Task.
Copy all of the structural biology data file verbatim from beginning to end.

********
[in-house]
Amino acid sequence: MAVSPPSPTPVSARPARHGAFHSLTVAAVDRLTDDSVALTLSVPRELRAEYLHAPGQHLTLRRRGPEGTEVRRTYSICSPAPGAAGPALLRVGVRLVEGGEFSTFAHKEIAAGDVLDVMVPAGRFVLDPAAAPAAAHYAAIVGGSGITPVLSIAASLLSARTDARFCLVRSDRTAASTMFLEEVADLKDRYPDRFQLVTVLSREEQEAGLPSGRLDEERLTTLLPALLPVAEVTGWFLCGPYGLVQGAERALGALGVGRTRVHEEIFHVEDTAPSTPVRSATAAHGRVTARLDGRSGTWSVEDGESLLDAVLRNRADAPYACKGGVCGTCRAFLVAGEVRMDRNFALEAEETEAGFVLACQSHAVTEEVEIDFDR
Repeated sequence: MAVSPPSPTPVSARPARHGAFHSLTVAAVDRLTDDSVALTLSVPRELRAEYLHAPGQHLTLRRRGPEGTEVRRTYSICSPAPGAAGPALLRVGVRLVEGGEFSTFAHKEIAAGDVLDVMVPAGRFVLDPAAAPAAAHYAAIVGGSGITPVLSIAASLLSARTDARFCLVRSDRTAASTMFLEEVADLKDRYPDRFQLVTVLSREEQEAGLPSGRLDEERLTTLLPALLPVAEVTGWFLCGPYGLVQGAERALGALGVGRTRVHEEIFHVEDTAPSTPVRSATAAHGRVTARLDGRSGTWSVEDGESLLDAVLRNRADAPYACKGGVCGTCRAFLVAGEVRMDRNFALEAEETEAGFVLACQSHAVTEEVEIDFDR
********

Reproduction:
[in-house]
Amino acid sequence: MAVSPPSPTPVSARPARHGAFHSLTVAAVDRLTDDSVALTLSVPRELRAEYLHAPGQHLTLRRRGPEGTEVRRTYSICSPAPGAAGPALLRVGVRLVEGGEFSTFAHKEIAAGDVLDVMVPAGRFVLDPAAAPAAAHYAAIVGGSGITPVLSIAASLLSARTDARFCLVRSDRTAASTMFLEEVADLKDRYPDRFQLVTVLSREEQEAGLPSGRLDEERLTTLLPALLPVAEVTGWFLCGPYGLVQGAERALGALGVGRTRVHEEIFHVEDTAPSTPVRSATAAHGRVTARLDGRSGTWSVEDGESLLDAVLRNRADAPYACKGGVCGTCRAFLVAGEVRMDRNFALEAEETEAGFVLACQSHAVTEEVEIDFDR
Repeated sequence: MAVSPPSPTPVSARPARHGAFHSLTVAAVDRLTDDSVALTLSVPRELRAEYLHAPGQHLTLRRRGPEGTEVRRTYSICSPAPGAAGPALLRVGVRLVEGGEFSTFAHKEIAAGDVLDVMVPAGRFVLDPAAAPAAAHYAAIVGGSGITPVLSIAASLLSARTDARFCLVRSDRTAASTMFLEEVADLKDRYPDRFQLVTVLSREEQEAGLPSGRLDEERLTTLLPALLPVAEVTGWFLCGPYGLVQGAERALGALGVGRTRVHEEIFHVEDTAPSTPVRSATAAHGRVTARLDGRSGTWSVEDGESLLDAVLRNRADAPYACKGGVCGTCRAFLVAGEVRMDRNFALEAEETEAGFVLACQSHAVTEEVEIDFDR